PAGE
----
Riders: Fairy, Elf, Head Elf, Cow, Father Christmas, trainee Father Christmas, Grinch

 

True to forecast we met in cold dry weather at the cricket club ready for a 9.30 start. For a while it looked like we were but two. One from the 9.00 group and me from the 9.30 group. But things picked up and the 9.00 group swelled the ranks till they made the numbers up to seven!

 

Personal fashion and bike decor was inventively and artistically carried out and we set off confidently towards the Buttercross - already practicing the “Merry Christmas’s” and “Ho, Ho Ho’s”.

 

For those, like me, who have never gatecrashed a 9am ride don’t be alarmed, give it a go. The image of Lean, mean racing machine is only partly true — the cow for instance didn’t look lean enough to sell on eBay. They chatted and for half the ride they sang and the clincher for me was they have piped music!

 

The temperature was 4o and forecast to rise, the roads were wet but not icy, it wasn’t raining or snowing so we sped along through the village without a care ….. A left at the travellers’ rest and we headed towards Oldcotes and the greater world beyond. There were cars but not many so we doubled up and singled out. The fairy rode at least half the route with one hand in the air waving at passers by dispensing seasons greetings and providing the soprano to the bass of the mornings sing-along. Most but not all recipients of the greetings respond favourably (probably down to deafness!) other than little boy racer who almost took out the cow when he failed to spot the traffic island the other side of Langold. But Heigh ho and onwards we went. 

 

Somewhere along the road it began to rain, gently at first and increasing over the next hour or so. We were made of finer stuff — well they all were, as my Poundland Santa suit didn’t perform well a) outside and b) when wet. The red bling on my chainrings more or less matched the black hole on my right Poundland ankle. 

 

A quick loop round the side streets of Carlton-in-Lindrick and we started what turned out to be the return leg. A journey without incident up to the point when the decision to do all the unknown back roads and footpaths of the village made me realise Head Elf knew where he was going and what he was doing. Check out his Strava map — he was clearly trying to do the flying swan image.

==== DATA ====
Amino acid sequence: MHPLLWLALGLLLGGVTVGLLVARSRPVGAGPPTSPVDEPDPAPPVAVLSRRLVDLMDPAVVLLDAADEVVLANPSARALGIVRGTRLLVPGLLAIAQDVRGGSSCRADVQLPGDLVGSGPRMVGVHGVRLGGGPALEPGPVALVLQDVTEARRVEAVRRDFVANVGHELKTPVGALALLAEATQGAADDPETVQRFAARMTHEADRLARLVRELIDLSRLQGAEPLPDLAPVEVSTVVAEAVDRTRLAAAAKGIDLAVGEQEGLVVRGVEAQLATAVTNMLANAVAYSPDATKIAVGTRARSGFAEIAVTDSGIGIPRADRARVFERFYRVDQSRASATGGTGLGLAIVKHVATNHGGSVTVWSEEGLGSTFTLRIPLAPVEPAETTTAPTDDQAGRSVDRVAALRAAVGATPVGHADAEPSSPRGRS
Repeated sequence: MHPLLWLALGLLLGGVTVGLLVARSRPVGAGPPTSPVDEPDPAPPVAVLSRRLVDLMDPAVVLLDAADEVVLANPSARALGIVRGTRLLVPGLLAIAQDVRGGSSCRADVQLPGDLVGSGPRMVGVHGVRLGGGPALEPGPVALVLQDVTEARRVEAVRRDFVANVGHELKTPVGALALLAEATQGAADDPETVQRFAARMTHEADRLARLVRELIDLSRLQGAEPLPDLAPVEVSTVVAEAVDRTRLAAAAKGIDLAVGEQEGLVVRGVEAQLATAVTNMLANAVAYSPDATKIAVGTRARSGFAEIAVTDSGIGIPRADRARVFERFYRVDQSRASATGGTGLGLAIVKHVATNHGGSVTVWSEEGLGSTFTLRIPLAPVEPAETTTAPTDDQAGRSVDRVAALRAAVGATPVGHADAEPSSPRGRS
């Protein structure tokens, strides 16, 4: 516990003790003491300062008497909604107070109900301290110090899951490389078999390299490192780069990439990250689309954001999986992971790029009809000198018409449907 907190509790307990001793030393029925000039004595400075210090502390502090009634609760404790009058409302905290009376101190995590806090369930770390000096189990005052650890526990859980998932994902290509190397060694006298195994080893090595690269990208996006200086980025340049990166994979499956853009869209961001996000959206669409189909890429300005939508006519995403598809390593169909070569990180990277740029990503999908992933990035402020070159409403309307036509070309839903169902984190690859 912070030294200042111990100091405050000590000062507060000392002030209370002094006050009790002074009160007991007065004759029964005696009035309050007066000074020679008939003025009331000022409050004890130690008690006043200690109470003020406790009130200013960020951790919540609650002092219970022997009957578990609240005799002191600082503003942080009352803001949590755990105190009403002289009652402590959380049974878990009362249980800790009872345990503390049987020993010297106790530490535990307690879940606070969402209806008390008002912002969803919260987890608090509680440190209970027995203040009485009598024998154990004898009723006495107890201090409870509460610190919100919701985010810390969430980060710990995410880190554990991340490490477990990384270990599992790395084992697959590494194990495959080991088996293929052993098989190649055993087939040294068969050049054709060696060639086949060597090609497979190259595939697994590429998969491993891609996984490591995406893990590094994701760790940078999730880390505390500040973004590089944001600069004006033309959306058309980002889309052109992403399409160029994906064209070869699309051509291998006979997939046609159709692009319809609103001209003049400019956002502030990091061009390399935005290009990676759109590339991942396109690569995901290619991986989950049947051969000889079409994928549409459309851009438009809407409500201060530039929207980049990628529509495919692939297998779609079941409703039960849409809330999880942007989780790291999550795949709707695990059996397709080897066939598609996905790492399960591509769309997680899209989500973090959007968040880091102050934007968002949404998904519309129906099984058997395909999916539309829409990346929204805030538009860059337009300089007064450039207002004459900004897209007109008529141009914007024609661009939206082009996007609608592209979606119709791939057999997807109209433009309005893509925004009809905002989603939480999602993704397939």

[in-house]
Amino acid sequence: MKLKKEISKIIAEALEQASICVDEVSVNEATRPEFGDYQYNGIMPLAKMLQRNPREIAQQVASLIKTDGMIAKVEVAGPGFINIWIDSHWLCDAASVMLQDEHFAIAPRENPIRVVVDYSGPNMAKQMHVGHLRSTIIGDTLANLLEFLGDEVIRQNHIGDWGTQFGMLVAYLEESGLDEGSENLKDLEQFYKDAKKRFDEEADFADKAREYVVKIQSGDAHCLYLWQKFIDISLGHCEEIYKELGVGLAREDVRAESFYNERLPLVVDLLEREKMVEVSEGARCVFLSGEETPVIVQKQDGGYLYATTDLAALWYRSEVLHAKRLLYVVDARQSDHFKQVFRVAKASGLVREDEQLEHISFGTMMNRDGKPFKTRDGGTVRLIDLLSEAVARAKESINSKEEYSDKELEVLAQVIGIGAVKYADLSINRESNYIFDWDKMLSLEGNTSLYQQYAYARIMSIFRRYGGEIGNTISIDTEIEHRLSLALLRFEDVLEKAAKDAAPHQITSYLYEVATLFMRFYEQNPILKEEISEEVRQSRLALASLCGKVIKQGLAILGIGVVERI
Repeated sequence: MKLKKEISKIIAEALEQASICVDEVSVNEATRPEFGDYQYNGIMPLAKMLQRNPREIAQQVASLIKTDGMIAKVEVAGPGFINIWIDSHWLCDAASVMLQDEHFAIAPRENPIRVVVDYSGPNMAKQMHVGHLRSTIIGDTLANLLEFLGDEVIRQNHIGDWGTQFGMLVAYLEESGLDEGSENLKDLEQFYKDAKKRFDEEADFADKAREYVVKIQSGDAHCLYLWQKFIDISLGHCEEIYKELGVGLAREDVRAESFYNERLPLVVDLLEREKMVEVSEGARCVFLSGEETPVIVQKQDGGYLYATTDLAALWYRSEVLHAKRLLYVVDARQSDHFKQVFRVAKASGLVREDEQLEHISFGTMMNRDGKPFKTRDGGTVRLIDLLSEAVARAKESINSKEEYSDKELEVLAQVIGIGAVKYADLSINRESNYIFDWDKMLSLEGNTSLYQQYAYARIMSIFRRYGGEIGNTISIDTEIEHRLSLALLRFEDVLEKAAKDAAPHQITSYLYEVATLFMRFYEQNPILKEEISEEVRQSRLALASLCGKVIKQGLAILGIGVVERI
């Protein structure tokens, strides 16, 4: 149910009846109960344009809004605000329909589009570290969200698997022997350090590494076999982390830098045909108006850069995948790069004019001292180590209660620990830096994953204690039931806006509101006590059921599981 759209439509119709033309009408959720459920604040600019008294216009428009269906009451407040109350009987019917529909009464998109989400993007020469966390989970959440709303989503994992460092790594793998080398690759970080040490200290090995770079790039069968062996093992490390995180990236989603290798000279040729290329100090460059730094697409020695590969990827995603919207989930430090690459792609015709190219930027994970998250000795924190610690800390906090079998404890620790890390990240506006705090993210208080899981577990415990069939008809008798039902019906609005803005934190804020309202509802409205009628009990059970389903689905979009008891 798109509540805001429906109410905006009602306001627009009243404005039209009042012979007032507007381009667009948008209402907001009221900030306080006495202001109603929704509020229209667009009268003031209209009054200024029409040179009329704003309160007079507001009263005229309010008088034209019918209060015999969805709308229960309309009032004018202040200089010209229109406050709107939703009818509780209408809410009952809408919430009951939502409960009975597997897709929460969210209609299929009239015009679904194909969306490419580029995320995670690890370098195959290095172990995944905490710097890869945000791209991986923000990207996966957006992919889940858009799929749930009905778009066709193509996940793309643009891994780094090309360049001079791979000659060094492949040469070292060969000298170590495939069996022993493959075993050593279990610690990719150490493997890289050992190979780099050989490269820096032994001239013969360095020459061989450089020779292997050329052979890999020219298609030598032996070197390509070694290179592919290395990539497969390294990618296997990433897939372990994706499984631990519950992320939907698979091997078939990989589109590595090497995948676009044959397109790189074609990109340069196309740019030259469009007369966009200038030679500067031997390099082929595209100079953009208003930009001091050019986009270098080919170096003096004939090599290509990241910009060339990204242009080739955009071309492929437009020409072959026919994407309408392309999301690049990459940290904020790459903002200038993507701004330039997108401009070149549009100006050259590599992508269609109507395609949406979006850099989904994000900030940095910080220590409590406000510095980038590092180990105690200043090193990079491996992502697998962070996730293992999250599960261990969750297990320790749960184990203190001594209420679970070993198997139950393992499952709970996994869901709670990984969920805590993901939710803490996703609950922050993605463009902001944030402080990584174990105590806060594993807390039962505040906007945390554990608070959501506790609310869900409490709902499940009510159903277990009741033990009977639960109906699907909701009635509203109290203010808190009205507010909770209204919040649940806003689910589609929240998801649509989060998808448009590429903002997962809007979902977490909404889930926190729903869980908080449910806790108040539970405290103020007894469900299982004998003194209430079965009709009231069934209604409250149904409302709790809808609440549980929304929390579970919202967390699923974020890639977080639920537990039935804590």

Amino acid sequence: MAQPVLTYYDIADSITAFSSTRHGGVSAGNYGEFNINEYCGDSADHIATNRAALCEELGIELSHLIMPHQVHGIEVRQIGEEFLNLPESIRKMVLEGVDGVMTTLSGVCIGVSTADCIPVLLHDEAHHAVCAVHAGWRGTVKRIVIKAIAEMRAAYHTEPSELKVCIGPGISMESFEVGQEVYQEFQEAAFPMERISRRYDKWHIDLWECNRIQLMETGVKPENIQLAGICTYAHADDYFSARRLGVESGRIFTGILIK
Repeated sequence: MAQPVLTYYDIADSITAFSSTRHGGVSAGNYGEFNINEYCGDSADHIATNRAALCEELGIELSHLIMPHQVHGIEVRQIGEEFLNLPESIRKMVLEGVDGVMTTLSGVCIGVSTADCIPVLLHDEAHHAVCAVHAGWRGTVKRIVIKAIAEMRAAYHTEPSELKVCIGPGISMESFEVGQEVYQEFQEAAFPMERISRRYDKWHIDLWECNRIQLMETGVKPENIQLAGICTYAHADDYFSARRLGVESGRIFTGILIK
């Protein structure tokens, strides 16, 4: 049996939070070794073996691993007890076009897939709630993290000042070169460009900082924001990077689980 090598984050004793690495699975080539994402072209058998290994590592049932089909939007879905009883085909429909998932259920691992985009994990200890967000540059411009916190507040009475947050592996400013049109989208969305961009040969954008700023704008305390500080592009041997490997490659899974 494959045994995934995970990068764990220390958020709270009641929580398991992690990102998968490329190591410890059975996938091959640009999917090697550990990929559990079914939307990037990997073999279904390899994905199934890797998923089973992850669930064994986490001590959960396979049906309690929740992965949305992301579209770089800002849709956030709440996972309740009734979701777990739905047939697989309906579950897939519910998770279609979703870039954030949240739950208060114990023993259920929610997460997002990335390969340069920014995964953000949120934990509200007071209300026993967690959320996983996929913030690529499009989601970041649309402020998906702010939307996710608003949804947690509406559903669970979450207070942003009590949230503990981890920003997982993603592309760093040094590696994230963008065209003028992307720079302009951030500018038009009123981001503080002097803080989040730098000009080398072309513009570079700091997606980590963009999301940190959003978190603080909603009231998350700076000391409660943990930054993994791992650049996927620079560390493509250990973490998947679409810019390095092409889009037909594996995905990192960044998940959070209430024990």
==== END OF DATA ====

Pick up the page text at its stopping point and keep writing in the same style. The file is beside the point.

Part way round Tickhill the Poundland trousers had me trapped and were confined to the handlebars. But we were not finished, even taking the road (is that even public) through Estfeld Farm. Somewhere along this section my Poundland jacket reached the end of its useful life — do you know how heavy a pair of trousers and a jacket fully laden with water is? If it was your bin I filled please don’t try to recycle trousers or jacket perhaps donate to your dog as bedding!

 

We made an early entry to Wellingtons where management didn’t realise I was from the 9.30 group so let us sit inside! What more excitement could I cope with! Coffee and scone went down well although it felt like spreading scone on butter to me rather than the other way round — well if they provide lots of butter I feel it’s only polite to use it.

 

Café manager took his own photo and we managed a few of our own before admitting it was time to head home (a couple of hundred yards for me, longer for others). It was a short but very enjoyable ride, thanks guys and have a good Christmas see you in the new year.

 

PS not sure who named Grinch and I couldn’t think of an appropriate Christmassy alternative. Being of an uncertain age I have no idea whether it is good or bad